New Minnesota United FC head coach Adrian Heath put down his pint glass, left the table of United supporters he was chatting up, and mounted the stairs of The Local on Tuesday night to address the entire bar. The Growler’s Joe Alton and I debated if any other coach in town would be caught dead doing this. We settled on the Vikings’ Mike Zimmer, who stands out in the often soulless, fun-crushing NFL by appearing to possess actual human qualities, if not a functioning offensive line.
It was a trip to watch the man who will lead Minnesota into Major League Soccer in 2017 mingle with the be-scarved masses and encourage them to add some volume to their United-specific version of Depeche Mode’s “Just Can’t Get Enough.”
— Joseph Alton (@JoeAlton) November 30, 2016
Heath had already spent a long first day on the job doing meet-and-greets and press opportunities, with occasional trips back to his office to look for potential players; in fact, he would be on the first Wednesday flight to Argentina with United Sporting Director Manny Lagos for a scouting trip. But here he was, at the bar, with the fans, on a dead Minneapolis weeknight, trying to build something.
If you’ve been to a United game in the fearsome hinterlands of Blaine, you know that the team has built an adoring, soccer-crazed following, with not one but two supporter groups (Dark Clouds and True North Elite, take a bow, and nice work on some truly intricate facial hair). Getting your new coach to have a beer with the hardcore fans of your team may seem like a no-brainer, but if you ever see the Minnesota Wild’s Bruce Boudreau shutting down Tom Reid’s with a couple guys in Dino Ciccarelli throwbacks, let me know.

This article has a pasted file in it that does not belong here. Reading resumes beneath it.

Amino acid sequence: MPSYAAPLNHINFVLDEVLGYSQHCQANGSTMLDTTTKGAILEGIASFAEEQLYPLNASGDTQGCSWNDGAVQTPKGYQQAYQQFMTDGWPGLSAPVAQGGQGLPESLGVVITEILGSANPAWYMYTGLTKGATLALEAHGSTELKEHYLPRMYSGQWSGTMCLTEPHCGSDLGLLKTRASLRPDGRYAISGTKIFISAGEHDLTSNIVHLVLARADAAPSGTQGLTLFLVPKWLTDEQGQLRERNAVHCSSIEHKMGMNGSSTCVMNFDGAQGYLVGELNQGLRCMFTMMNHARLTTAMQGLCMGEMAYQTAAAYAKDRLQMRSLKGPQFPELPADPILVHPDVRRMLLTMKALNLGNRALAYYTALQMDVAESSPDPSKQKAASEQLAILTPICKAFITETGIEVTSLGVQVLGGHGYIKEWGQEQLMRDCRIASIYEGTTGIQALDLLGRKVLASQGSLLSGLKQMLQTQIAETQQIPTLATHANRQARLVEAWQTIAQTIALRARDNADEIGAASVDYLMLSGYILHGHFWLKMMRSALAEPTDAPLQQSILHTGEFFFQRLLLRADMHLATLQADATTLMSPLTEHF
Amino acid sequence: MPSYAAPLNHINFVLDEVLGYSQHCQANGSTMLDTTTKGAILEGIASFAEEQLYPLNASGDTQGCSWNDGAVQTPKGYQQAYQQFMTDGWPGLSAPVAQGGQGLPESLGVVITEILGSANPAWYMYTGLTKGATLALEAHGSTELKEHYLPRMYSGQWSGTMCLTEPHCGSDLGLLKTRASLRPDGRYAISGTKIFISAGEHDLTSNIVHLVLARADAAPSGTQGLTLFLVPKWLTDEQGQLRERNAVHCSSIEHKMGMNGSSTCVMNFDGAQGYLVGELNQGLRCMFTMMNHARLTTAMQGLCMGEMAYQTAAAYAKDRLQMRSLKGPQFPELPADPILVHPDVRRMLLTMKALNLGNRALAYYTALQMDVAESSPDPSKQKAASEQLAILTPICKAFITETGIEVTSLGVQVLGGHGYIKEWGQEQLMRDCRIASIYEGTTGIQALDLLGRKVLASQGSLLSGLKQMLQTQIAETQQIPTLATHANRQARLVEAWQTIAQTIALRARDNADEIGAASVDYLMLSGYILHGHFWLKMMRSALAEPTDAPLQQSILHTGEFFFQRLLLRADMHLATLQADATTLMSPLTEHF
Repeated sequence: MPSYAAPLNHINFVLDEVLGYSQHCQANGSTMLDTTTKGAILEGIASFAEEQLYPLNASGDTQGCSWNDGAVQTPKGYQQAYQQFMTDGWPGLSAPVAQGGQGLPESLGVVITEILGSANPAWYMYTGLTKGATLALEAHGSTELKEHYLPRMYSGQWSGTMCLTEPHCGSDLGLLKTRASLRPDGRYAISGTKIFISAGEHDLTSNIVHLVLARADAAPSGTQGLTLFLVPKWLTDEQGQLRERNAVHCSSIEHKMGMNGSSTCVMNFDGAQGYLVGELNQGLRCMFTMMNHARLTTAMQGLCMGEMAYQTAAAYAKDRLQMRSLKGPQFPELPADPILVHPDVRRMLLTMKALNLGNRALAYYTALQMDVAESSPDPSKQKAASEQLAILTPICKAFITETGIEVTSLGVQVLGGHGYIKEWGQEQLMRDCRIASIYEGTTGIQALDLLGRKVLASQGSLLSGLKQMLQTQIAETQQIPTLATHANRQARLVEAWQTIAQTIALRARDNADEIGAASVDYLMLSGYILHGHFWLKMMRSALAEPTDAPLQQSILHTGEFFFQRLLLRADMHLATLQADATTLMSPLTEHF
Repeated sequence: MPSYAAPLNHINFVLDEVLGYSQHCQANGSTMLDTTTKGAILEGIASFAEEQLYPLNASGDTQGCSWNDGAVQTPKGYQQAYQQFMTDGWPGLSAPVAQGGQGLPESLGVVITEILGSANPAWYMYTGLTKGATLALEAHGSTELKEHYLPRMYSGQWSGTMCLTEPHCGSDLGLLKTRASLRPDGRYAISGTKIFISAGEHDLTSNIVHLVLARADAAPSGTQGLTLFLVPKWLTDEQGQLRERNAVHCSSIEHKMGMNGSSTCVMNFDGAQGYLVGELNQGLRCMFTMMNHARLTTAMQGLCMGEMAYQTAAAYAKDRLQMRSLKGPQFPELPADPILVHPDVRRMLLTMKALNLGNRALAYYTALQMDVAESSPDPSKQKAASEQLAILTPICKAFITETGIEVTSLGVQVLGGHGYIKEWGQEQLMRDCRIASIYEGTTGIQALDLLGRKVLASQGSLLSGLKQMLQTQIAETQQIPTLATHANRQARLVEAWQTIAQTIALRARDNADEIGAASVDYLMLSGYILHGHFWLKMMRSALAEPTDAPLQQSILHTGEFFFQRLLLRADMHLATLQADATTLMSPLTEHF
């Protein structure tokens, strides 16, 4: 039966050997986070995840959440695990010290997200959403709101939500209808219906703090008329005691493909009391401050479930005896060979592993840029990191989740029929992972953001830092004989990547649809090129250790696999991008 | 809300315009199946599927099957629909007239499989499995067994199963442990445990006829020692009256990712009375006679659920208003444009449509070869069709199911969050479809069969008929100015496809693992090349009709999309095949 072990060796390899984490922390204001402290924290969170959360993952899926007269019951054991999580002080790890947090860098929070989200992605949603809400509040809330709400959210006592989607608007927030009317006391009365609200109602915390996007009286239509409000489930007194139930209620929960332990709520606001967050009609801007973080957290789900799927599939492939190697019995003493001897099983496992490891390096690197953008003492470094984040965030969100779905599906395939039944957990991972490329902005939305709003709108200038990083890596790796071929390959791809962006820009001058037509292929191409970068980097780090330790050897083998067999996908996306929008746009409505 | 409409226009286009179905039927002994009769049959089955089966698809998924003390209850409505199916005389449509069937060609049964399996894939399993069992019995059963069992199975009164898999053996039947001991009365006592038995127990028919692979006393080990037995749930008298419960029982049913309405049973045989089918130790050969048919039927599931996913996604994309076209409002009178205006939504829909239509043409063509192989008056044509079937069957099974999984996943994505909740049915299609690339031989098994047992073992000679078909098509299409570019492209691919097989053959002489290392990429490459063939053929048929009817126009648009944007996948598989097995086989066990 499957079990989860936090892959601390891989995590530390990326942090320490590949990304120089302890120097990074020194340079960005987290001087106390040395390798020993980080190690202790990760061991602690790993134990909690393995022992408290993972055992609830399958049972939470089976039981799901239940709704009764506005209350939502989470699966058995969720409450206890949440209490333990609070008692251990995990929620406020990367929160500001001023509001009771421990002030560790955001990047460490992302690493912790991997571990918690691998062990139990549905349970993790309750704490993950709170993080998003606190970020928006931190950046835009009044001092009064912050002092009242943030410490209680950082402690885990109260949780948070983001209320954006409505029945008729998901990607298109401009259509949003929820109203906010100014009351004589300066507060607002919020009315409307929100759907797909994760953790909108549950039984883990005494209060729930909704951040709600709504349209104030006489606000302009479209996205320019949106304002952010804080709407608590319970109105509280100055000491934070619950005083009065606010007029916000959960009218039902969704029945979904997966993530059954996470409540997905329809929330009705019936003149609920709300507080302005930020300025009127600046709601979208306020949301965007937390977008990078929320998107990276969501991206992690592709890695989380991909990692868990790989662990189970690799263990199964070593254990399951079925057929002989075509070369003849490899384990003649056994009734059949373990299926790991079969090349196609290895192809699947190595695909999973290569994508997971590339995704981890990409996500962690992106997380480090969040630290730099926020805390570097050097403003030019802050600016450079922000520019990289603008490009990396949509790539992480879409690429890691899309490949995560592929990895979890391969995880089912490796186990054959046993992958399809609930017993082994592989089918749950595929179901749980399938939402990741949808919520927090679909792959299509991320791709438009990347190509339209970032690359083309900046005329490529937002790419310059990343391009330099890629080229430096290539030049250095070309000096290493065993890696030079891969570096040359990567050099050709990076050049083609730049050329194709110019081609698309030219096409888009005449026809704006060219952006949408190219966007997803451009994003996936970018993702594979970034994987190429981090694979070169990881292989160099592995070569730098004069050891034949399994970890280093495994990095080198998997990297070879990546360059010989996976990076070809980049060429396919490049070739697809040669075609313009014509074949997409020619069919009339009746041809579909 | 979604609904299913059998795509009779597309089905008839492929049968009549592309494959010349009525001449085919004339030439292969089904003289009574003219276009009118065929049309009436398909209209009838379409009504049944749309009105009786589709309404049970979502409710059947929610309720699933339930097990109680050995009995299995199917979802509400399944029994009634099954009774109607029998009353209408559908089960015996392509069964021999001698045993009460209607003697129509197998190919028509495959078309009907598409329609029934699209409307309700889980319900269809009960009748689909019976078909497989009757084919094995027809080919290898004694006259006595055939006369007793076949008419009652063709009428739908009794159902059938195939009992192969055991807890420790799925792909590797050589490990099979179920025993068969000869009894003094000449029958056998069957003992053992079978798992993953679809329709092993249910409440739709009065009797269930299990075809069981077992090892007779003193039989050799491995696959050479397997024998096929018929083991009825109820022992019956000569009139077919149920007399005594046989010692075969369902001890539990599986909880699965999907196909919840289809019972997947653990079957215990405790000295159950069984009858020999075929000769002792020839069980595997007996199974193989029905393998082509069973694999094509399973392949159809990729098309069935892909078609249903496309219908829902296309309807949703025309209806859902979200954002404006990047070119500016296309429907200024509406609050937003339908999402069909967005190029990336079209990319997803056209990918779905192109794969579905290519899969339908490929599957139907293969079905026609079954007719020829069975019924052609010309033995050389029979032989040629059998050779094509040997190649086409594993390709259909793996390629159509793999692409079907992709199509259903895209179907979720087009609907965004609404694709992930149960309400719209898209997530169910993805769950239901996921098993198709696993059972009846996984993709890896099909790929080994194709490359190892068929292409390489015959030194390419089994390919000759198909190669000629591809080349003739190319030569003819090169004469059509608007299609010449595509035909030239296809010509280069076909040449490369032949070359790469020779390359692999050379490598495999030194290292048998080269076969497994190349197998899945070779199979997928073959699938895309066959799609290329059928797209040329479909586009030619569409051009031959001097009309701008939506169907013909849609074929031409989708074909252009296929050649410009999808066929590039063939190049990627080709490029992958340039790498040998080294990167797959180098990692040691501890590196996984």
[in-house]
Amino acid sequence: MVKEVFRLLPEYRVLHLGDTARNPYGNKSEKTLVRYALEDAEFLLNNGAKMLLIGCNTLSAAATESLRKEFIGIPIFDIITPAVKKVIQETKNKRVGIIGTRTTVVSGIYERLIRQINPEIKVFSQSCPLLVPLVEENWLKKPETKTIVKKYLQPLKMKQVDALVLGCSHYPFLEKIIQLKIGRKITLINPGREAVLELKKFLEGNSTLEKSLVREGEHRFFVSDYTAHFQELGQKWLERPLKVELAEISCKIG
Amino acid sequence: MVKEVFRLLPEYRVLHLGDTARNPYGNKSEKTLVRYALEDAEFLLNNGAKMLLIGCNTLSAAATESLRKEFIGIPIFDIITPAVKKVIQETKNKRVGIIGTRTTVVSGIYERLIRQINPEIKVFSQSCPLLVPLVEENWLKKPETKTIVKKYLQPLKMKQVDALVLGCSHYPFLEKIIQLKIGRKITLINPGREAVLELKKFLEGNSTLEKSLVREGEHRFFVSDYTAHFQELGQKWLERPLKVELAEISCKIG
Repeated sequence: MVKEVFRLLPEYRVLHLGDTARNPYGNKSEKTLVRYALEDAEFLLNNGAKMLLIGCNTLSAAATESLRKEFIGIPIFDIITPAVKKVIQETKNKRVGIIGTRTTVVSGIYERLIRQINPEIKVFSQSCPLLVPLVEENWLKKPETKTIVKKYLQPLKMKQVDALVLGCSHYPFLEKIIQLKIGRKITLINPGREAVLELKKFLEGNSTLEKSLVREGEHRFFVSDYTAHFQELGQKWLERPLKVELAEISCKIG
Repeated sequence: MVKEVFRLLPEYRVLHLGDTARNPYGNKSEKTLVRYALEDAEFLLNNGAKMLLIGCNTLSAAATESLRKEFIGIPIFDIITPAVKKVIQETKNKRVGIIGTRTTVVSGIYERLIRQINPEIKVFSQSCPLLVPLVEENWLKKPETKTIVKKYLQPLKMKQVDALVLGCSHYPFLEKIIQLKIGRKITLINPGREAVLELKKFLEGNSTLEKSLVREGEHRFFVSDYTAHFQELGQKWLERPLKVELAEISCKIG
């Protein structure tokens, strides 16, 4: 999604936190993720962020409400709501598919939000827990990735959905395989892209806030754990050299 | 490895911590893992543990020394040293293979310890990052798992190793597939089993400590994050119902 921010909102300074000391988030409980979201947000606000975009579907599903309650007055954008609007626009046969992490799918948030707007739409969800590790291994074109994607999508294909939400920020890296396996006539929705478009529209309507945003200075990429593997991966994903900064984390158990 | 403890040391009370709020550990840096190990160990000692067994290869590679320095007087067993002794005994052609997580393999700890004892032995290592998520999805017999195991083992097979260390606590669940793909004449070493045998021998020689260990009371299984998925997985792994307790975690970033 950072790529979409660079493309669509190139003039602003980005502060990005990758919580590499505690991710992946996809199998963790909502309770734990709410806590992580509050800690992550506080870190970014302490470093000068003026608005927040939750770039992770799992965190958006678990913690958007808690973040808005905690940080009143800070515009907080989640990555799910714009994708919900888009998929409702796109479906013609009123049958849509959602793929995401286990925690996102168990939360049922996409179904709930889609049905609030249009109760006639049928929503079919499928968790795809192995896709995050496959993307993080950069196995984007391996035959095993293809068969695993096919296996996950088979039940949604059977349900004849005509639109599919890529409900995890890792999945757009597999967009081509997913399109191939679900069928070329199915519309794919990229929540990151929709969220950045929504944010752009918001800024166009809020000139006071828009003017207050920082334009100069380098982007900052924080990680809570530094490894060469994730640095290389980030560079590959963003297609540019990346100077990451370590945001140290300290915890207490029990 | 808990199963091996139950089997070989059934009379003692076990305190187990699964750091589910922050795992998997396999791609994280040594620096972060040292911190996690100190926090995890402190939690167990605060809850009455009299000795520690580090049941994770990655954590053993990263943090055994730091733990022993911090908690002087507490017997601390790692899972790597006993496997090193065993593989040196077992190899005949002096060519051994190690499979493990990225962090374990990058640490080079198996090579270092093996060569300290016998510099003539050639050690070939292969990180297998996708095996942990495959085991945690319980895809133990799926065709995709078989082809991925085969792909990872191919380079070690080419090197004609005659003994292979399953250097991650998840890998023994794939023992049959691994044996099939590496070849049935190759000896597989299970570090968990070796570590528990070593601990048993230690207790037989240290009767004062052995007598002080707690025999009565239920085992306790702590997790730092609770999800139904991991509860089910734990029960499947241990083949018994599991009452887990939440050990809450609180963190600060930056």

At one of those aforementioned press opportunities, I had the chance to ask Heath a few questions about his past, the rise of American soccer, and his move to Minnesota.
On a life in soccer:
“I was a season ticket holder for Stoke City at the age of four. I joined Stoke at 14, made my debut at 16, then became a regular for Everton for seven seasons. It was a natural transition for me from player to coach. I was coaching when I was playing. I always wanted to know the reason why we were doing what we were doing. And that rush you get from coaching is the closest you can get to playing the game. I get so much satisfaction from it.”
“I’ve been doing this for a job since I was 16, and they still haven’t found me out at 55!”
On whether he was surprised to find out The Local was the home base for fans of his former team:
“It doesn’t surprise me at all. It’s a truly global game now. Of course there’s an Everton bar in Minneapolis.”
On watching soccer steadily gain a foothold in the American market since coming here to coach the Austin, Texas, franchise in the now-defunct USL:
“I knew it had arrived in the States during the World Cup. I went to a bar to watch a game, and they had whole streets blocked off. There were thousands of people there, just to watch the World Cup, in Austin, Texas.
“I think the tipping point was getting the Premier League on NBC every weekend. Now you have teams like Chelsea come over here and sell 25,000 tickets for an exhibition. It’s amazing to me.”
On the connection that led him to Minnesota:
“I’ve known Manny Lagos since my Austin days. He’s the best salesman ever for Minnesota. I’m in a really good place here to help grow the game.”